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Tutorial: Accelerating py_vollib with Concurrency.

Posted by Larry Richards on 03 May, 2017

Introduction

Speed is one of the best features of vollib and its variants. But you might still find yourself waiting for your program to finish if you regularly compute many millions of implied volatility points. That could be due to that each process only uses a single CPU core by default. If you have 4 CPU cores, you can potentially exploit that extra horsepower to significantly speed things up using concurrency.

Concurrency takes on many forms, but today we are going to look at a trivially simple and effective example. Using py_vollib and Python 3.6.0 with Numba installed, we'll compare the speed of calculating Black implied volatility with and without concurrency.

A note about the hardware.

I'm using Mac OSX with a 2.2 GHz Intel Core i7 with four cores. The Core i7 supports hyper threading, which creates two virtual processors for every physical CPU core. As a result, the operating system sees eight cores instead of four, so we might expect to get even more throughput with 8x rather than 4x concurrency. The below experiment will demonstrate whether this is the case.

Initial Setup

First, let's create a some code to do the work.

    import time
    import numpy
    from py_vollib.black.implied_volatility import implied_volatility as iv

    def f(x):
        for epsilon in numpy.linspace(0,10,1000000):
            iv(.01, 100, 120+epsilon, .01, .5, 'c')

Our function f(x) simply calculates the Black implied volatility of an OTM call with a penny of premium. To prevent any unintentional speedups due to cacheing of results, we add a different value to the strike price for each call to iv.

Now let's add some code to measure the execution time:

    t1=time.time()
    for x in range(1):
        f(x)
    t2 = time.time()
    print('execution time was {:0.4} seconds'.format(t2-t1))

With this I got the result "execution time was 18.92 seconds."

Going Parallel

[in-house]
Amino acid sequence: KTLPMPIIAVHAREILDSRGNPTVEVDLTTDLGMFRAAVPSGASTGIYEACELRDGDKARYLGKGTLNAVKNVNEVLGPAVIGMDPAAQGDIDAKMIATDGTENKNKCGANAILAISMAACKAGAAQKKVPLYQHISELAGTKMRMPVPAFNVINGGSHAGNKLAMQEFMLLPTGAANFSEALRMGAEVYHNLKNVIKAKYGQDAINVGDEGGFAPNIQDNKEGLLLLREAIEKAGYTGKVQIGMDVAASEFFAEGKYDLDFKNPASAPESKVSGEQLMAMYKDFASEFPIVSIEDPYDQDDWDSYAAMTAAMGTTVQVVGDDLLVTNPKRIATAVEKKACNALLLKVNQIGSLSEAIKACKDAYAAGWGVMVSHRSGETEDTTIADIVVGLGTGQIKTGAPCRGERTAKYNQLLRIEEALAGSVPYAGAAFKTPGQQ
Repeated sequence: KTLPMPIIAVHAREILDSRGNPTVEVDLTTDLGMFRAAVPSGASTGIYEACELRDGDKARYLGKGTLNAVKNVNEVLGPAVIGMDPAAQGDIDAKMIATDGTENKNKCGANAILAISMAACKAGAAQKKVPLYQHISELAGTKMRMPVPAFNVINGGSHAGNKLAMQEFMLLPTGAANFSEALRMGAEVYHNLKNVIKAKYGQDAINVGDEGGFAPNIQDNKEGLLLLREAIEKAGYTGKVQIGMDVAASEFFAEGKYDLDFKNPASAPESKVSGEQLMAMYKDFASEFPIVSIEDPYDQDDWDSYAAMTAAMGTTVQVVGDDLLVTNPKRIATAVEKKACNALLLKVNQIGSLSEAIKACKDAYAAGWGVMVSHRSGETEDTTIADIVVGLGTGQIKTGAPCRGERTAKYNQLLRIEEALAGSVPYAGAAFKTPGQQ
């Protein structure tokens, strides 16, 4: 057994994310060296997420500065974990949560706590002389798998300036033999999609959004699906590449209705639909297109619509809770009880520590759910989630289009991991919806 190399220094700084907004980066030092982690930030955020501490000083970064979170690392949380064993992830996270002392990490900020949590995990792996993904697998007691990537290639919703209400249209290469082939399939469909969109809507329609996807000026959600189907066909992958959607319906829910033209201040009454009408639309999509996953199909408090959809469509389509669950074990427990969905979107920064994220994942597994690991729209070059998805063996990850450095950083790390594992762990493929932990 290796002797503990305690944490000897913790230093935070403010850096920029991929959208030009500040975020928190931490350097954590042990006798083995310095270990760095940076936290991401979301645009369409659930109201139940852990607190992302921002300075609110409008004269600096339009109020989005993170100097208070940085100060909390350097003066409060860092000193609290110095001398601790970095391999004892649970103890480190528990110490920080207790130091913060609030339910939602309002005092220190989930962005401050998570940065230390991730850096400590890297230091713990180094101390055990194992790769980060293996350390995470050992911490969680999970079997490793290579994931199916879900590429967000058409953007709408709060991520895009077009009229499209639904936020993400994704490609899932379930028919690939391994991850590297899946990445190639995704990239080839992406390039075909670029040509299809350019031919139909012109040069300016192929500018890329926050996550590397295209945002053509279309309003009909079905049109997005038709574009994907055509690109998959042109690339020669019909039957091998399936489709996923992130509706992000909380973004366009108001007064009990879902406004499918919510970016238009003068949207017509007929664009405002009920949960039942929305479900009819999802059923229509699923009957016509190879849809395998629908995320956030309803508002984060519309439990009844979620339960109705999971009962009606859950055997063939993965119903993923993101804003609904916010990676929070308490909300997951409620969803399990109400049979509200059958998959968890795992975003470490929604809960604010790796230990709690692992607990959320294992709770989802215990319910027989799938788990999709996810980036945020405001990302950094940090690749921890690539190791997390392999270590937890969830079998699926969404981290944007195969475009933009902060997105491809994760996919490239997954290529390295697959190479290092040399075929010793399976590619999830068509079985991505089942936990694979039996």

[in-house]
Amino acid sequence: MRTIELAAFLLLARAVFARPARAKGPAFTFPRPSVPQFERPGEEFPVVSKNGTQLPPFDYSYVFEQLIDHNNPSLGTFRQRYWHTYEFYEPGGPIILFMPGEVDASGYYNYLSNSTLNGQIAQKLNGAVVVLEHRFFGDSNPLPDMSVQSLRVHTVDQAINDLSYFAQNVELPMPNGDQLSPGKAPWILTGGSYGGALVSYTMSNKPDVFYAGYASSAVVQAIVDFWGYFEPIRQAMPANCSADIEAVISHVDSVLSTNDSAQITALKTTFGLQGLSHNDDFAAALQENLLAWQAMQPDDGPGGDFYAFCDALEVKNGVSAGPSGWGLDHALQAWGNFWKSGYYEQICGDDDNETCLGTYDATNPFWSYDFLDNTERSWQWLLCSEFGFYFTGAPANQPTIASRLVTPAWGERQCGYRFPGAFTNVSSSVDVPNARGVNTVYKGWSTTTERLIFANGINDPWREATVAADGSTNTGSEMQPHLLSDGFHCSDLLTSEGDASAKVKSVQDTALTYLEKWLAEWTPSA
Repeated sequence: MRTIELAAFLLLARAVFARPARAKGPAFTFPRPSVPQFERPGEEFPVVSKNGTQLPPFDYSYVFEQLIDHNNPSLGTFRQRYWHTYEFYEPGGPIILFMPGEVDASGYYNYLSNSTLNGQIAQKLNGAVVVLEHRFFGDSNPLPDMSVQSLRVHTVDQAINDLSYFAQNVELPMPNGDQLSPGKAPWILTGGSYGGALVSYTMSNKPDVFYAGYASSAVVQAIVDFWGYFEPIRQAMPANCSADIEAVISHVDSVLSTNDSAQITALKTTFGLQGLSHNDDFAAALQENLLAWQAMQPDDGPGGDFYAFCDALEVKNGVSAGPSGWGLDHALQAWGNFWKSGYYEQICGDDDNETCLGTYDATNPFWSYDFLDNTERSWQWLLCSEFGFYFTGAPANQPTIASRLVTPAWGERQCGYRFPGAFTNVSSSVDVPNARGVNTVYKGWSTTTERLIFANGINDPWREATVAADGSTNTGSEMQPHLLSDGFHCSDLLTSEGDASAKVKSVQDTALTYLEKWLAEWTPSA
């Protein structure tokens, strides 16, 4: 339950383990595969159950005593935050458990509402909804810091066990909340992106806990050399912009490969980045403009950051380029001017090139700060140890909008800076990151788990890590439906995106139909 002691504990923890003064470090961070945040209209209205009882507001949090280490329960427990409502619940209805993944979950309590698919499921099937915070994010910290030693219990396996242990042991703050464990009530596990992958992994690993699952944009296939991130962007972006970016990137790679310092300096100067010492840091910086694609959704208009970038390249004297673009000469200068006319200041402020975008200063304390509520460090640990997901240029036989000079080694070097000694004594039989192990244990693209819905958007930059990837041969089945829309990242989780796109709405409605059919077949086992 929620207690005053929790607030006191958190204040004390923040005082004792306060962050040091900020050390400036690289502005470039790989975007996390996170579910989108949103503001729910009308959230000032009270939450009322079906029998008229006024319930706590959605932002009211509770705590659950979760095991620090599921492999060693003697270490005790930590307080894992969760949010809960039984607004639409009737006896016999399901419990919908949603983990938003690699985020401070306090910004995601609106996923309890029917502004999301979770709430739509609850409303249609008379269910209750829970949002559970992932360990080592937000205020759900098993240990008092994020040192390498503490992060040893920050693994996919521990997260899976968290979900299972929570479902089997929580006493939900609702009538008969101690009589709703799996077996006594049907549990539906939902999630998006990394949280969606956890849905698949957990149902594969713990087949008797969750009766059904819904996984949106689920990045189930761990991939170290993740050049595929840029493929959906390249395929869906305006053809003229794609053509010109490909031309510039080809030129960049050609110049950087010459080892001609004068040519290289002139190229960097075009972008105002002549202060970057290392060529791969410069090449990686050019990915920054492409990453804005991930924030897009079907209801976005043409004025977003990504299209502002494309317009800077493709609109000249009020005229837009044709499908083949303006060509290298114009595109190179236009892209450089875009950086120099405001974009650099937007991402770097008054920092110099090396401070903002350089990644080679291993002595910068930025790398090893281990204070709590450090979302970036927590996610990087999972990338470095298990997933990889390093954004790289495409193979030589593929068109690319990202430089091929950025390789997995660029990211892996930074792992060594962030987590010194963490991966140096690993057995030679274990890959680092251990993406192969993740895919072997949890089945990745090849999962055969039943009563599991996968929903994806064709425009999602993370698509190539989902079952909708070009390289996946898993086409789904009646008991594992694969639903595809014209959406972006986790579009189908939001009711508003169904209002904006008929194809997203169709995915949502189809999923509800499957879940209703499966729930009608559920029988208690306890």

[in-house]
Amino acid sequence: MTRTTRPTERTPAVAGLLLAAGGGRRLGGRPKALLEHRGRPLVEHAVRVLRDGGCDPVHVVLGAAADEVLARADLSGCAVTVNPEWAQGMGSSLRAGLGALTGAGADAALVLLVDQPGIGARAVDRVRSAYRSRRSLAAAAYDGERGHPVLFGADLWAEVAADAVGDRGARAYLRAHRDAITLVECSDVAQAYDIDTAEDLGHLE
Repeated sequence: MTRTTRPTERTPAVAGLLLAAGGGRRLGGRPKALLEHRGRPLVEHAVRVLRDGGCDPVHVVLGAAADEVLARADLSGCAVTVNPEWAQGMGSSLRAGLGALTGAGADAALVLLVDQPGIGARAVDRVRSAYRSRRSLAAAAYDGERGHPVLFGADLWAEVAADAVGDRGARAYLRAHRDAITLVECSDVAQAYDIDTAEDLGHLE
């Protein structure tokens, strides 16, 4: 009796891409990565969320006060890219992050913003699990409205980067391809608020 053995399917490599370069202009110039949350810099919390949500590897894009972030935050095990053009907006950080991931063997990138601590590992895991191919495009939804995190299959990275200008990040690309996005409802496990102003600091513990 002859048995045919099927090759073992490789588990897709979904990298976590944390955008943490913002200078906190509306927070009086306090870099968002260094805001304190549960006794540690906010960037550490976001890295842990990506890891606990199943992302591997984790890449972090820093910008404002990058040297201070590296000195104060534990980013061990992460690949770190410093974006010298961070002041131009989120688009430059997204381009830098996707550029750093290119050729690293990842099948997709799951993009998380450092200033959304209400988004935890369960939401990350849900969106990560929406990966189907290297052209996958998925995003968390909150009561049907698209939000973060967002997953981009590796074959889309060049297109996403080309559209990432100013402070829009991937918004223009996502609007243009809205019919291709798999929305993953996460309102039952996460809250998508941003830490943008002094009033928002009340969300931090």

Now let's introduce some concurrency. From Python's multiprocessing package we'll use the Pool class to create multiple worker processes.

    from multiprocessing import Pool
    pool = Pool(processes=8)              # start 8 worker processes
    t1=time.time()
    pool.map(f, range(8))
    t2 = time.time()
    print('execution time was {:0.4} seconds'.format(t2-t1))    

While this script is running, you should notice eight python processes in your performance monitor. In my case, each process is using over 80% of its corresponding virtual CPU core capacity.

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My result was "execution time was 43.79 seconds," meaning about 5.5 seconds for each one million calls to iv. Note that we called the function 8 million times this go round. Our end result was a 3.5x speed increase. Why not 8x? It seems that even though we are using 8 virtual cores, our computations are limited in this case by the number of physical cores. That would explain a speed increase close to 4x. Hyper threading does not seem to be providing us much benefit, if any. Actually, the benefits of hyper threading do not scale linearly with the number of concurrent processes. You might try experimenting with more than 8 processes. I did find some small incremental speed gain (from 3.5x to 3.6x) when using 18 processes.

Conclusion

Concurrency is a vast topic, and we've only scratched the surface. Other possibilities include offloading processes to a GPU, or using a pool of servers with a scheduler-worker configuration. Consider the specific needs of your application. If you need to communicate with your processes while they're running, the above solution will not work.

But if you're running everything on a single machine, are tired of waiting while computing many millions of implied volatilities with py_vollib plus Numba, you might consider the above simple technique.


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